Six trends for the decade ahead
The renewed case for active management across asset classes
Franklin Templeton recently hosted an investment forum in Singapore, and much of the dialogue pointed to a growing gap in growth outlook emerging between Asia and the West. Given this, we believe the case for active management across asset classes has become more necessary, given the many macro, geopolitical and market related headwinds. Here are some of my key takeaways:
Fixed income. Fixed income has become more compelling as higher yields allow the asset class to resume its core role as an income producer without excess volatility. As expectations for 2023 U.S. policy rates are approaching 5.25%, the potential for a prolonged period of elevated rates is rising.
Equities. Within equities, we think it’s key to focus on companies with strong balance sheets that can better defend against rising interest rates. Those that have better visibility into their supply chains will be more likely to deliver earnings in an inflationary environment.
Technology. Over the past 10 years, the profitability of the tech sector has risen dramatically. Today, investors can get exposure to a good structural growth story with businesses that have strong balance sheets and reliable recurring revenue streams.
Alternative assets. The use of alternative assets is growing as the democratization of access continues. A trend of investing in partnership interests of companies already backed by private equity allows investors exposure to the asset class while reducing the risk of exposure to the early stage of a company’s life cycle.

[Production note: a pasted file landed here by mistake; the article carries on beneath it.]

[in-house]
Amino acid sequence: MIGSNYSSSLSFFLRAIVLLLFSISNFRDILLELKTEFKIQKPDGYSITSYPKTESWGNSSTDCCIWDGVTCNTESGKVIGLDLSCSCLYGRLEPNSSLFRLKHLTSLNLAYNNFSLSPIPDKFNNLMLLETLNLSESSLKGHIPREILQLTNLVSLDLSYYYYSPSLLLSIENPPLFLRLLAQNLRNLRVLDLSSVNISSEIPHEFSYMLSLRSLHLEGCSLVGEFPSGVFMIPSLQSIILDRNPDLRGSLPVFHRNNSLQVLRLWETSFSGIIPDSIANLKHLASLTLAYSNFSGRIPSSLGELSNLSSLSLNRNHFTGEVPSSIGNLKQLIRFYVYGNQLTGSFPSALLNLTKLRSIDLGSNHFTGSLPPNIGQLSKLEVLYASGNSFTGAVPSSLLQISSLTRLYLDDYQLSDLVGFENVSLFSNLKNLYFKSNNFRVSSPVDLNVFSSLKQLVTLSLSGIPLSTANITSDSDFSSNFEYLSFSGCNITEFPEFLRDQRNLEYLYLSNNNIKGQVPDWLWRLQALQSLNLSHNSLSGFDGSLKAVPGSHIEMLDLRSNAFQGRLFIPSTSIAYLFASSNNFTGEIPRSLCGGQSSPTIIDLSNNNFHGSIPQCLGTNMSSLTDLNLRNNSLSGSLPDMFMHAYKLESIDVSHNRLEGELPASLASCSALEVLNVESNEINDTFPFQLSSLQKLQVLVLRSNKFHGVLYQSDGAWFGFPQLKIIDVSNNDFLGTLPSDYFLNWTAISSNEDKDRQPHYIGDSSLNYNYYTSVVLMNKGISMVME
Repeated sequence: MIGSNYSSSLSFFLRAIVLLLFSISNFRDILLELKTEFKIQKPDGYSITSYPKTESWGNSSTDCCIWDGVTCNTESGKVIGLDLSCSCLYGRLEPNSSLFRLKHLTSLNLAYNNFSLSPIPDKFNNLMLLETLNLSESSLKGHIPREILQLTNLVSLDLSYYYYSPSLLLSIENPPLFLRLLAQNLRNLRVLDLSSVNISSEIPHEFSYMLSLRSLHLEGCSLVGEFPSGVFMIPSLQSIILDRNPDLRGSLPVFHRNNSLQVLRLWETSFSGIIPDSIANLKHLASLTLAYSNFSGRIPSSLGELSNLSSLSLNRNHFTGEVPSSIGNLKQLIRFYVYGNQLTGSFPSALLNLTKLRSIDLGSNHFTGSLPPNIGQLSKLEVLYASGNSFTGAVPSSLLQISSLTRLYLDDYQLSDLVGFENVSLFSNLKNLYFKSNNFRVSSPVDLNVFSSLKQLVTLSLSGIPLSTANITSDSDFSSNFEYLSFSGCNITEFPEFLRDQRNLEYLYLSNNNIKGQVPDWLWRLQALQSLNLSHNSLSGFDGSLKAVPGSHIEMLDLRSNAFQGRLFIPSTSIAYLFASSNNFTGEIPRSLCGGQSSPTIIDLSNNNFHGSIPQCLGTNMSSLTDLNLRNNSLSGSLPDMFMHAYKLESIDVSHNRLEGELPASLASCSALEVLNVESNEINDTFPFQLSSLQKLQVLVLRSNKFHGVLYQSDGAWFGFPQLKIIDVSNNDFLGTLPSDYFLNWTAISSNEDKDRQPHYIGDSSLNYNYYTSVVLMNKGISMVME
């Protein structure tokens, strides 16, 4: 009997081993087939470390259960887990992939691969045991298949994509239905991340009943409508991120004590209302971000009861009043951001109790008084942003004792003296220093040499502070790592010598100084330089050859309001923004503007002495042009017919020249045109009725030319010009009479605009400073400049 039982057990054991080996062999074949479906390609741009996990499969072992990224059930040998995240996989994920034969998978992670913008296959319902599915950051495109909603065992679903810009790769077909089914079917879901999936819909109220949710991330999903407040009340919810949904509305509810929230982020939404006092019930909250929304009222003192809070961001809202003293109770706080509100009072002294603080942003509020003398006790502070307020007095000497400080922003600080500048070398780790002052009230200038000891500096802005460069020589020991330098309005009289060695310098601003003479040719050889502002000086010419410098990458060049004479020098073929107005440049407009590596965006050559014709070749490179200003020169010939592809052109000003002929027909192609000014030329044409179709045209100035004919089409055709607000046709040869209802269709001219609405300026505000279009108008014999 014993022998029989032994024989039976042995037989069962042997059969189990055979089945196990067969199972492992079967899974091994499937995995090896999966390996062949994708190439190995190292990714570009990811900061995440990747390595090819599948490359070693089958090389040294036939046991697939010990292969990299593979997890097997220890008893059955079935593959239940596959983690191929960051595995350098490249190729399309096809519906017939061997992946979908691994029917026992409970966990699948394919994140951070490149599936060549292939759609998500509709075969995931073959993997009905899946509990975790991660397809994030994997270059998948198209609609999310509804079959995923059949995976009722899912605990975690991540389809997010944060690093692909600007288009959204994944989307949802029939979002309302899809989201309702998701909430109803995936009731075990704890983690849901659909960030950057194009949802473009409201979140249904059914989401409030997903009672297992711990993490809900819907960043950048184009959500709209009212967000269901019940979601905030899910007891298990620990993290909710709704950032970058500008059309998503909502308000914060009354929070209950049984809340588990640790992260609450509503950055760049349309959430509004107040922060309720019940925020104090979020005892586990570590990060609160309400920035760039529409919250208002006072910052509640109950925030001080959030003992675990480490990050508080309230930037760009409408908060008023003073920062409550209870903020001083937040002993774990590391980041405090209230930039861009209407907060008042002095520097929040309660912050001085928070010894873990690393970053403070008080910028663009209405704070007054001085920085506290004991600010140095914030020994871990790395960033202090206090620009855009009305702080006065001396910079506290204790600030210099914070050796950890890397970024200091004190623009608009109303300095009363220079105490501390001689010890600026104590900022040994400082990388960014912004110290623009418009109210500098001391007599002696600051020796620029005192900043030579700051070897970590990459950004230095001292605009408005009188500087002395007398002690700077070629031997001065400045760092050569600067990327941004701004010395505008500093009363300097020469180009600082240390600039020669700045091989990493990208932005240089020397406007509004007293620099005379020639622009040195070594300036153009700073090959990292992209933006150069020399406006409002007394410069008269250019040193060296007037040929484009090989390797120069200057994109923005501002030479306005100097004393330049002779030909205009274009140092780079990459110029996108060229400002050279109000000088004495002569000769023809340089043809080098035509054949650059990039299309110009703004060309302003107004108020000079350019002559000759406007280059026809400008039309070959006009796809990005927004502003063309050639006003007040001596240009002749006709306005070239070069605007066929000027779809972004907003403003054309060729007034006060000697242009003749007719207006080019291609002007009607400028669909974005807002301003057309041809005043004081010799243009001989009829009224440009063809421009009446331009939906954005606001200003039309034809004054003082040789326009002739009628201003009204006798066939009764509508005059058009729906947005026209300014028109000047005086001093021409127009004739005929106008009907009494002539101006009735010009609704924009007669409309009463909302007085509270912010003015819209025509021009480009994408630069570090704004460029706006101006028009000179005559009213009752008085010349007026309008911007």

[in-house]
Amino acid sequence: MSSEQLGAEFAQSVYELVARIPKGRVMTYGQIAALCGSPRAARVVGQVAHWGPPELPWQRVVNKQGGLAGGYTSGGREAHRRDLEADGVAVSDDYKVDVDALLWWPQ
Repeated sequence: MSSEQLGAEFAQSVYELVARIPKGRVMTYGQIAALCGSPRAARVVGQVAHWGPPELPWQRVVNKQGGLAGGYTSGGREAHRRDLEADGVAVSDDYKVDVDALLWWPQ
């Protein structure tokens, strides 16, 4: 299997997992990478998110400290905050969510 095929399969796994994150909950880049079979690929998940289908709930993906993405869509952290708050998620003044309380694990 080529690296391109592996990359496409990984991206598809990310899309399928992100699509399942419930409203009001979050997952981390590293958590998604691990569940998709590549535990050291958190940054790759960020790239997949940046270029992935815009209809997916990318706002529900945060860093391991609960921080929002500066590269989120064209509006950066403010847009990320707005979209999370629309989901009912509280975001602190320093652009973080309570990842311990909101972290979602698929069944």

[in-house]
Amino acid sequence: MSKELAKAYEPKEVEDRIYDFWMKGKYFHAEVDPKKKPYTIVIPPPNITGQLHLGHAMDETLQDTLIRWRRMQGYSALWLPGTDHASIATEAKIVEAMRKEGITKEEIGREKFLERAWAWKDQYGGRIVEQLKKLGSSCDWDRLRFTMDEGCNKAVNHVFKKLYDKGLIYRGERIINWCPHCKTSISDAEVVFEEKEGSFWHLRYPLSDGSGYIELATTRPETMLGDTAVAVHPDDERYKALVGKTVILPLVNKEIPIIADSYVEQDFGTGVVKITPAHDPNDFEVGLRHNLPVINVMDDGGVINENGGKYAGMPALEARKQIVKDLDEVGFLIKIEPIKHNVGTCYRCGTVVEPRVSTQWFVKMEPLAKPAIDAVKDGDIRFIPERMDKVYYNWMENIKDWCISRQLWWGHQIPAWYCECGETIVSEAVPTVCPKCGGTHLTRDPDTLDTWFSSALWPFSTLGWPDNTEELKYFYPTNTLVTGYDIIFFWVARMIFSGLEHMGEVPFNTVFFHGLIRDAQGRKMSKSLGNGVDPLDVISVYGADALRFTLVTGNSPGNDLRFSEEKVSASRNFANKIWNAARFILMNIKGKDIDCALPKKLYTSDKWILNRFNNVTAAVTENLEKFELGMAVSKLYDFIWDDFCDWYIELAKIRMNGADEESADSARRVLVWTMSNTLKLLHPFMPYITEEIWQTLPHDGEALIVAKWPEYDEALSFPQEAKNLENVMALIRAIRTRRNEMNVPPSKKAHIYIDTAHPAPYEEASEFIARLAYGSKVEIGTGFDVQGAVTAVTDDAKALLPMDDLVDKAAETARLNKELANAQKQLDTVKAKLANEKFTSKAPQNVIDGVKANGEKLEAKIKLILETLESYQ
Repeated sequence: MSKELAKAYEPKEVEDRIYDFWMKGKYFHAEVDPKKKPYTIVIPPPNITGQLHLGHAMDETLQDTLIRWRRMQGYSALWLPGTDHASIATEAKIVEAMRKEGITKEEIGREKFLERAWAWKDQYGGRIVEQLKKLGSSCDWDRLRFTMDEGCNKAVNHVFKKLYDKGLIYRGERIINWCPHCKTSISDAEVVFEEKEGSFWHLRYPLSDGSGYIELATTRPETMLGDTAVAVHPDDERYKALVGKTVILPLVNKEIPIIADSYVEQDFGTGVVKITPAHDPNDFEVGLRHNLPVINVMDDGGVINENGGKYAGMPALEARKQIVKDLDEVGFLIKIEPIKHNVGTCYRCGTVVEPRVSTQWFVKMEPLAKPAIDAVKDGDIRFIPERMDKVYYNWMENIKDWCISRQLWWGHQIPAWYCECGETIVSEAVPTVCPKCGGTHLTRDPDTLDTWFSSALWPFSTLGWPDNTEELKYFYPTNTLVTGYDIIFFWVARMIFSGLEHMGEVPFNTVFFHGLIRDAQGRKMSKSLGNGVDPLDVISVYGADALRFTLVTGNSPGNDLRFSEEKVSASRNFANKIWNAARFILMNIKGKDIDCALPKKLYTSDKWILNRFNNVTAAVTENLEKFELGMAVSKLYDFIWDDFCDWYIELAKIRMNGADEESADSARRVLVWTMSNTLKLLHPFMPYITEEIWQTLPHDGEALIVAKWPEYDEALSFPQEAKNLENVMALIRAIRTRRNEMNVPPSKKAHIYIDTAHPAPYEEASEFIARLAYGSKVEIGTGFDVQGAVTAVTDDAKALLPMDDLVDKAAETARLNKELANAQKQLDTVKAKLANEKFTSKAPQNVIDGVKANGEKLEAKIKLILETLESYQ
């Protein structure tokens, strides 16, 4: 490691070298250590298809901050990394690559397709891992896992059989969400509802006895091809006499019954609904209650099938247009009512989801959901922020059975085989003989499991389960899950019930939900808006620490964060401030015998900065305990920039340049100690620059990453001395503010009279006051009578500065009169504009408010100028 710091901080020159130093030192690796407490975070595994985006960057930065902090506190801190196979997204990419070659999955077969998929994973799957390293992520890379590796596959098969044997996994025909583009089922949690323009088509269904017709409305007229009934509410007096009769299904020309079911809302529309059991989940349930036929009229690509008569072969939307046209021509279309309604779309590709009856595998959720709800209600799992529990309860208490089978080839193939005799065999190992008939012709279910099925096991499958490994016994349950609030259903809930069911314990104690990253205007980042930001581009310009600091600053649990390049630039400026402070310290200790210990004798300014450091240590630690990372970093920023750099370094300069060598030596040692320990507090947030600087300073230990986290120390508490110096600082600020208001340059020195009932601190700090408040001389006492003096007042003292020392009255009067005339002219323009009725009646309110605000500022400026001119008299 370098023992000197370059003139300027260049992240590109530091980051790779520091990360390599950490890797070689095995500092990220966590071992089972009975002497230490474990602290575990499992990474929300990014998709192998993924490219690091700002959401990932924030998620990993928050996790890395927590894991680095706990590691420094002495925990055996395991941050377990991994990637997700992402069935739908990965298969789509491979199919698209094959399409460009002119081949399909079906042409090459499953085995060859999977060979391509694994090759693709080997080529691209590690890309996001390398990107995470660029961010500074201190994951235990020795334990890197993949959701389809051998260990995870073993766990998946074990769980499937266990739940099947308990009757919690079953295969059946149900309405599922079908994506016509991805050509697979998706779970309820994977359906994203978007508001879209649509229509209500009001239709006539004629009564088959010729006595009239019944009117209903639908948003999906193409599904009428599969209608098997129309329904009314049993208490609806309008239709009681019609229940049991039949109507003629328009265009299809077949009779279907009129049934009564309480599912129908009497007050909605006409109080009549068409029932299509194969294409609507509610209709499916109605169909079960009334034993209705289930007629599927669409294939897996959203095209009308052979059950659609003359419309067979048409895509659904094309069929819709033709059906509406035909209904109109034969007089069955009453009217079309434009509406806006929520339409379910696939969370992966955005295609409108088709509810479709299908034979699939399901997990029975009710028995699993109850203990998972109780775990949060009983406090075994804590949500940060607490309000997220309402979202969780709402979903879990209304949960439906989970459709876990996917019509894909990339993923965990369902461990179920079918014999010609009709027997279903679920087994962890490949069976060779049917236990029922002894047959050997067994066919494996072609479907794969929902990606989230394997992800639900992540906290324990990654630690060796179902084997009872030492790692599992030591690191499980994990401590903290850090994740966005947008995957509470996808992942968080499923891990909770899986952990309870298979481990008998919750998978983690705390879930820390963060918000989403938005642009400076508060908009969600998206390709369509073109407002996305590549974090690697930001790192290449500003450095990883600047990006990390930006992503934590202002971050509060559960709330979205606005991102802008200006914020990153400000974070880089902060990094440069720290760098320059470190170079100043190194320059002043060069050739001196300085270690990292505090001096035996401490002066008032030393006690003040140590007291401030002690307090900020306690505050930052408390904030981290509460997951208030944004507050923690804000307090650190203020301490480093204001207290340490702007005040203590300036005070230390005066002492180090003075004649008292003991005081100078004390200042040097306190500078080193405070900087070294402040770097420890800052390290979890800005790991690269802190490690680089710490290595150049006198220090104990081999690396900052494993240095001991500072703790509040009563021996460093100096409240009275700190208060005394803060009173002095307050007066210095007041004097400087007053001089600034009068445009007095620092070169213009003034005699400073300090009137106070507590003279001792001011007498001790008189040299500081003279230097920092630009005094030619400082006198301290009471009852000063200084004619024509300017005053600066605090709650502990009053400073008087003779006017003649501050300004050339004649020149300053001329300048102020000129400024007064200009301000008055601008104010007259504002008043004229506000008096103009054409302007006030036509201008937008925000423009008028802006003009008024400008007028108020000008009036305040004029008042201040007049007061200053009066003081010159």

Food security. The threat of reduced food security will have wide-ranging implications across the global economy. Solutions will require localizing supply chains to boost resilience, diversifying food sources, and adopting new technologies like regenerative agriculture and aquaculture.
ESG factors. In terms of environmental, social and governance factors, regulators around the world are increasingly focused on addressing greenwashing, particularly by better categorization of funds and enhanced disclosure requirements.
Returning toward traditional mixes between stocks and bonds may become more favored in the current economic climate. This provides a wider opportunity set that could include assets as varied as U.S. municipal bonds, equity/private equity investments in companies focused on healthcare and education, and/or corporate bonds in South Korea and Hong Kong.
Stephen Dover, CFA, is Franklin Templeton’s Chief Market Strategist and Head of the Franklin Templeton Investment Institute. Originally published in Stephen Dover’s LinkedIn Newsletter Global Market Perspectives. Follow Stephen Dover on LinkedIn where he posts his thoughts and comments as well as his Global Market Perspectives newsletter.
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